VSOF Newsletter – Spring 2014
In this issue
The Second Violet Solomon Oaklander Foundation Conference
May 31th to June 1st, 2014 in Malibu California
Ask Violet: Aggressive Energy
Dr. Oaklander at the Evolution of Psychotherapy 2013
The Oaklander Model Worldwide: Korea, Russia and England
The Second Violet Solomon Oaklander Foundation Conference
May 31st to June 1st, 2014 in Malibu California
I am thrilled to announce the second conference sponsored by the Violet Solomon Oaklander Foundation (VSOF). This conference will bring the Foundation’s Founding Members together for a reunion, as well as provide a forum to share ideas and expertise about Gestalt Therapy with Children & Adolescents. I am happily looking forward to an exciting weekend gathering of fine therapists, excellent teachers, and good friends.
— Dr. Violet Oaklander
The Violet Solomon Oaklander Foundation’s first Conference took place in Malibu on November 5th and 6th 2011 and it was a great success. Seating was limited to 40 people and the Conference was sold out. We have expanded our capacity and are able to offer registration to 60 people for our upcoming conference May 31st to June 1st , 2014. Here is what Violet had to say about the Foundation’s 2011 conference:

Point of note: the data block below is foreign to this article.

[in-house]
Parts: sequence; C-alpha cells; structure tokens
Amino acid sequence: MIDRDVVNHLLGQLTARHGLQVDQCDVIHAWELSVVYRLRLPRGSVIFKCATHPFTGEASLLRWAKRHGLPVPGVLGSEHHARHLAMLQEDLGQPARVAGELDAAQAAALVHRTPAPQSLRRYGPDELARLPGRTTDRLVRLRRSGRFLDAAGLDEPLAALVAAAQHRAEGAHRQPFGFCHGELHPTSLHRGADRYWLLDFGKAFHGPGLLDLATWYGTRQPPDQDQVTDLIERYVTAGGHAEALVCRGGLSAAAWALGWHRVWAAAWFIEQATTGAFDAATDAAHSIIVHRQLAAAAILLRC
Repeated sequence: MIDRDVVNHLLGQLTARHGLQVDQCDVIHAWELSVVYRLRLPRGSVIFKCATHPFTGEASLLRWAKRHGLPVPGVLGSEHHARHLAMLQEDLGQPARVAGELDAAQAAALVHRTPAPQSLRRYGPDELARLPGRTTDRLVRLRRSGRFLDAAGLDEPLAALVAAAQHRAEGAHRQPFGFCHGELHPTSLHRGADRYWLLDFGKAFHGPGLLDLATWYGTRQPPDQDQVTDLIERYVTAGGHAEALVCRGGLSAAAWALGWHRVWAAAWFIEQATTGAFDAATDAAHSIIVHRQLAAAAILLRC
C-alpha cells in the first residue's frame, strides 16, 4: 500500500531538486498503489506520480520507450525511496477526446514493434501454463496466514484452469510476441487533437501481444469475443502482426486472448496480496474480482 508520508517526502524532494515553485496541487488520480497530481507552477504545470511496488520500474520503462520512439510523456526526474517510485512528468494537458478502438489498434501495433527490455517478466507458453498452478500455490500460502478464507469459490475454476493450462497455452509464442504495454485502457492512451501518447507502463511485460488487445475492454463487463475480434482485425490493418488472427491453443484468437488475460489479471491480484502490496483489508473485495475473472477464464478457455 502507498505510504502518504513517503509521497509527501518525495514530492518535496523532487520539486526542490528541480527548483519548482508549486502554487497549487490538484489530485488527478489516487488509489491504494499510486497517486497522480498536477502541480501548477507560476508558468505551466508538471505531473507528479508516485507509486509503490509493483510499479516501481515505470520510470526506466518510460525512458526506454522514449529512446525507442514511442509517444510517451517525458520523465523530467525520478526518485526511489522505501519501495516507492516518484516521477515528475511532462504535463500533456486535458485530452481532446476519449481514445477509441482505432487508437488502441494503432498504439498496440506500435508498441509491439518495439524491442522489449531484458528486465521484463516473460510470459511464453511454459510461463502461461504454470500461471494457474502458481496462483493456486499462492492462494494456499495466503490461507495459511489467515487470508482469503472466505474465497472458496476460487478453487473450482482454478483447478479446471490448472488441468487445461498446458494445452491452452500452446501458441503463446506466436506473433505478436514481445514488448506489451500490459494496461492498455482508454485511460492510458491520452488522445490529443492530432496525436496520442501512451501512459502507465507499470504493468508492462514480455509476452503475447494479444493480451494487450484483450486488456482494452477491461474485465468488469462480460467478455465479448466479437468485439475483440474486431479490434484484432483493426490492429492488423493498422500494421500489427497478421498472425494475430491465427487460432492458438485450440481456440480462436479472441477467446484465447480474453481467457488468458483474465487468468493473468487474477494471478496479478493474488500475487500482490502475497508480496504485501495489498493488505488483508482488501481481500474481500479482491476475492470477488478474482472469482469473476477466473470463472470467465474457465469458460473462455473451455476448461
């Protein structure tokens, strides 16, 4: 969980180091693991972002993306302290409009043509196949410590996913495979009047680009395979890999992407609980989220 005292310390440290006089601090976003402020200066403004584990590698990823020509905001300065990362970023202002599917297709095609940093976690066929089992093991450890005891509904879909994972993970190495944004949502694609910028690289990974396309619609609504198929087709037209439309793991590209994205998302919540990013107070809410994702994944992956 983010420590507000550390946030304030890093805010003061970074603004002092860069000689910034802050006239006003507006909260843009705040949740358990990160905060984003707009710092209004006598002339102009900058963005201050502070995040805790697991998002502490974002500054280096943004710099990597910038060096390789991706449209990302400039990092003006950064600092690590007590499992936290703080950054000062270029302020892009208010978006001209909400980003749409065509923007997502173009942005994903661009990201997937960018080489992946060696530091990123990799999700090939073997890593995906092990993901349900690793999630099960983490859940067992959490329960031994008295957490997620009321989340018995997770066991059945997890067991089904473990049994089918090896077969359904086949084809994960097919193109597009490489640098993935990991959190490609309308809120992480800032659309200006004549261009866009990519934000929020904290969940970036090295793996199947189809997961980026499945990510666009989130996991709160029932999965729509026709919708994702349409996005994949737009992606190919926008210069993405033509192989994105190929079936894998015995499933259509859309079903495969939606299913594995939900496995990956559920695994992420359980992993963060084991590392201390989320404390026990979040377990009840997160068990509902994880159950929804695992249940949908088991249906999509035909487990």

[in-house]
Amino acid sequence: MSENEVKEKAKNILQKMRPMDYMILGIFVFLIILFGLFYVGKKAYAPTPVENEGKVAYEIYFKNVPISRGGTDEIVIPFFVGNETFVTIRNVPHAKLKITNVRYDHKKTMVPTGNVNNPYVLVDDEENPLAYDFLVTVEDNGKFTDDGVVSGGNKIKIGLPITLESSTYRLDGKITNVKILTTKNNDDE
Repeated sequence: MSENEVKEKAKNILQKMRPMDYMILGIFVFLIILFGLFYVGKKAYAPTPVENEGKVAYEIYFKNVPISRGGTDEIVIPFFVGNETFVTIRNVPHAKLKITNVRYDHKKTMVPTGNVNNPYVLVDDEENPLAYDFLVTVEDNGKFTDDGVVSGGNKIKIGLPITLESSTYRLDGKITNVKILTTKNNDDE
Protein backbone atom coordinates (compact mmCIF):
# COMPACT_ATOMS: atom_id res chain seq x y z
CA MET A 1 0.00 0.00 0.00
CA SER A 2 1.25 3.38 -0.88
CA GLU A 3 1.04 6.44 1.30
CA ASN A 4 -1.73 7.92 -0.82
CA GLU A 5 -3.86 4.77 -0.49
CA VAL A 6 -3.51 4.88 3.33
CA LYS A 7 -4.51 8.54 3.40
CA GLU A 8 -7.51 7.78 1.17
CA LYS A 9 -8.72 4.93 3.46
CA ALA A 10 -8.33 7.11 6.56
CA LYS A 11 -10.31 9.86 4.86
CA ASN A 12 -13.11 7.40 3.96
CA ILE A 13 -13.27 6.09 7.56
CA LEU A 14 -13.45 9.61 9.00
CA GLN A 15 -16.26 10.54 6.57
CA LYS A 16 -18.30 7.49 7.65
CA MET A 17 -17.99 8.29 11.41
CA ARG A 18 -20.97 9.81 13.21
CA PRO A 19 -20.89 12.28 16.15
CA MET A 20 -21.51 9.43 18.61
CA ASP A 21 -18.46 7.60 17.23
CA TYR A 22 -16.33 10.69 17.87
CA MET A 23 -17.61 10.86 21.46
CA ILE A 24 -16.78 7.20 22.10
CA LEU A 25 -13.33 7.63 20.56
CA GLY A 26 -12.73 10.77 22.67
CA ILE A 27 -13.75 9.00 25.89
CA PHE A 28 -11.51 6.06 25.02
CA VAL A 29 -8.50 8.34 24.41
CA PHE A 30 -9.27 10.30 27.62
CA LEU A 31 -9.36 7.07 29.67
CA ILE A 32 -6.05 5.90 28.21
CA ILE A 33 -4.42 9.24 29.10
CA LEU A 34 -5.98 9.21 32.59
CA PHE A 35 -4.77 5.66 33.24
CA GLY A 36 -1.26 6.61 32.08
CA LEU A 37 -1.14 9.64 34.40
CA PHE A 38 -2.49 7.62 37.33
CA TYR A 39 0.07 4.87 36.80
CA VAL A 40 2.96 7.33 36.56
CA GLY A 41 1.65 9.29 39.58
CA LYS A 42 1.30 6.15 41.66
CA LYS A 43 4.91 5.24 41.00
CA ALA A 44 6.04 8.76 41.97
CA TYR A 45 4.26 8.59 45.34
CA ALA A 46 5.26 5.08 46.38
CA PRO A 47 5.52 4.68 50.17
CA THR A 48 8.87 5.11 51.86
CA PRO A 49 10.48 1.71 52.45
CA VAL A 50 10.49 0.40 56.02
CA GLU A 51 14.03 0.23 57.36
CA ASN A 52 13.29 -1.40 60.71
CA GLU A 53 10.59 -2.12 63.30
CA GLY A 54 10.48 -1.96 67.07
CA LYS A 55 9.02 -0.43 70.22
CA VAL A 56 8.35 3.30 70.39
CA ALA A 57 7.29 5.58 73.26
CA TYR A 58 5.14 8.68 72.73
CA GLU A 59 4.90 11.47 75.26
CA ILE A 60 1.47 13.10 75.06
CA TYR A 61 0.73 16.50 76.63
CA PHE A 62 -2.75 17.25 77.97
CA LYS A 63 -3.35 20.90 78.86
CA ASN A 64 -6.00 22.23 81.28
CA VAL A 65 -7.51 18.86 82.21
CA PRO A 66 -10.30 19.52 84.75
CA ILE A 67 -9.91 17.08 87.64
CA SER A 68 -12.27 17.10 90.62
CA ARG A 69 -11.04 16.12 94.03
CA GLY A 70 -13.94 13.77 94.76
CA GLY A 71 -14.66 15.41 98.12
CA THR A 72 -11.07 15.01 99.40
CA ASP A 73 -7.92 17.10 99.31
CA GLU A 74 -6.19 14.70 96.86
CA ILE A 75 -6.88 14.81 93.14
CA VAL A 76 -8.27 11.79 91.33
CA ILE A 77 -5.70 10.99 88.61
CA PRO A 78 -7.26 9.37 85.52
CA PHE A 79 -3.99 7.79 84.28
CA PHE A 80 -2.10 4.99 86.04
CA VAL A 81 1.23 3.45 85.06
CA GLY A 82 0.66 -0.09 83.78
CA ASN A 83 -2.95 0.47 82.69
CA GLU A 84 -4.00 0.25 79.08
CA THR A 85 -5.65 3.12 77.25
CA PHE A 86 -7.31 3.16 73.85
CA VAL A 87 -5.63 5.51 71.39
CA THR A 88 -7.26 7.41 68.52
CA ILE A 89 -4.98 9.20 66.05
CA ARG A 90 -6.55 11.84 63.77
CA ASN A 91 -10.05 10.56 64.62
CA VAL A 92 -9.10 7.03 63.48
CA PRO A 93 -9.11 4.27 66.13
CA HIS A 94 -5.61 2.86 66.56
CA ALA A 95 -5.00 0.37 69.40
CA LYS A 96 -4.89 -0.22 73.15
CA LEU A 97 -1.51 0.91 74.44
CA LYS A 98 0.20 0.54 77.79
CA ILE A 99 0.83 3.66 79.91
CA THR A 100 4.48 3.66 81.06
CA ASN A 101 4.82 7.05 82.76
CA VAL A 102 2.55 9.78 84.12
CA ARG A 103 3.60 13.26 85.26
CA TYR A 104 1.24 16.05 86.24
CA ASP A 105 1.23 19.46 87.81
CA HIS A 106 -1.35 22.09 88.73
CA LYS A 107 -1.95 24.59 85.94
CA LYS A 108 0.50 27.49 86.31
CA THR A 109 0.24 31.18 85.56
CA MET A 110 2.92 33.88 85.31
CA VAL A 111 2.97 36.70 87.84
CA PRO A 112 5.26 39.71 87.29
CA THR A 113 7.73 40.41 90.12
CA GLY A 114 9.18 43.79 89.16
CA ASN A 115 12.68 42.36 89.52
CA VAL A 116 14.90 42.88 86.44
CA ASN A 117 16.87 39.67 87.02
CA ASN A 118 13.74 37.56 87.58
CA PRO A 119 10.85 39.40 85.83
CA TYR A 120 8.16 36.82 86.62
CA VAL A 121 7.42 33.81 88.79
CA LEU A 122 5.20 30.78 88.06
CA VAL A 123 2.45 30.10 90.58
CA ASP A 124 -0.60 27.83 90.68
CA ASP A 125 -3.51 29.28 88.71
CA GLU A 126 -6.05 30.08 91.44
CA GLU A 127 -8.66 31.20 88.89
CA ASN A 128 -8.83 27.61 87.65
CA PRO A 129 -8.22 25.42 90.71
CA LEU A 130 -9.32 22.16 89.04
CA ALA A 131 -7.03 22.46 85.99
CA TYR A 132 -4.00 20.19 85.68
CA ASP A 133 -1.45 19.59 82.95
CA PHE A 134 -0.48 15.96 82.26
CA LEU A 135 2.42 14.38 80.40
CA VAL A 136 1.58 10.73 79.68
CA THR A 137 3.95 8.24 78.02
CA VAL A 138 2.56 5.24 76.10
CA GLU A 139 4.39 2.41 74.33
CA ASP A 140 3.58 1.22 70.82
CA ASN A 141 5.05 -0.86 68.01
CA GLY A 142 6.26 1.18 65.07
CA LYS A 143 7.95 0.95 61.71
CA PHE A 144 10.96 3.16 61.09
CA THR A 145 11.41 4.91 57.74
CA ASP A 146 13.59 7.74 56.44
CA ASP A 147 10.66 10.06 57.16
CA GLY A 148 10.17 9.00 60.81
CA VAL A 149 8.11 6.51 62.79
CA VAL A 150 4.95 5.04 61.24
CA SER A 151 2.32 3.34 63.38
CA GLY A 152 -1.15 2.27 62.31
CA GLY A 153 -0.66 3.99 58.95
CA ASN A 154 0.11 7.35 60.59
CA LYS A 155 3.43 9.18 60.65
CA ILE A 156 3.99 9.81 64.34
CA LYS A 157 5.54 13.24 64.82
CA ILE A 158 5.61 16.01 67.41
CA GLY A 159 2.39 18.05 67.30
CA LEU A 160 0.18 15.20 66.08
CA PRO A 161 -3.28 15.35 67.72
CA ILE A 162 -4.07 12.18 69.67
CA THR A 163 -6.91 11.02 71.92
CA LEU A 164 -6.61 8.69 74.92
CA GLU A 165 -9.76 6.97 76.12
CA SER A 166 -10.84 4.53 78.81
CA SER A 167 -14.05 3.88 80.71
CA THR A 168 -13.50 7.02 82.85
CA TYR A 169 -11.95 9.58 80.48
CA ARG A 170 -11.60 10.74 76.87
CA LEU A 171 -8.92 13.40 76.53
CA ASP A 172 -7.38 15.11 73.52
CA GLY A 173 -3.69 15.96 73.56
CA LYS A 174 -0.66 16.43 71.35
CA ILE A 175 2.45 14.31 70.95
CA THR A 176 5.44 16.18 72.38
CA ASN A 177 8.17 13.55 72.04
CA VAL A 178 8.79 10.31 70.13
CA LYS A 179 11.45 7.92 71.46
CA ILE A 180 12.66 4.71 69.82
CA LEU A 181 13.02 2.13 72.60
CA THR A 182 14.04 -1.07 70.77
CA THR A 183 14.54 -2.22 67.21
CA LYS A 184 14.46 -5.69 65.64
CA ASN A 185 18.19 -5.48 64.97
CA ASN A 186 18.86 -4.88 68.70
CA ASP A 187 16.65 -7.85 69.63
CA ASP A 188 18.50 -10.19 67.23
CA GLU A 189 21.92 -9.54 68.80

“It was a great conference and very well organized. It was very special. I was glad to be there and to see everybody. I stayed for all the presentations and I was very impressed—I felt they were each different. I liked all of them. Although I know all the speakers very well I had never heard most of them present and I was very pleased and very proud. I loved and appreciated how each person presented my work but in their own way and their own style. It made me proud that the VSOF bears my name. And since everyone there including all the presenters paid the full conference fee and donated their time, I think we raised a lot of money for the Foundation that can be used to promote the work and for scholarships.”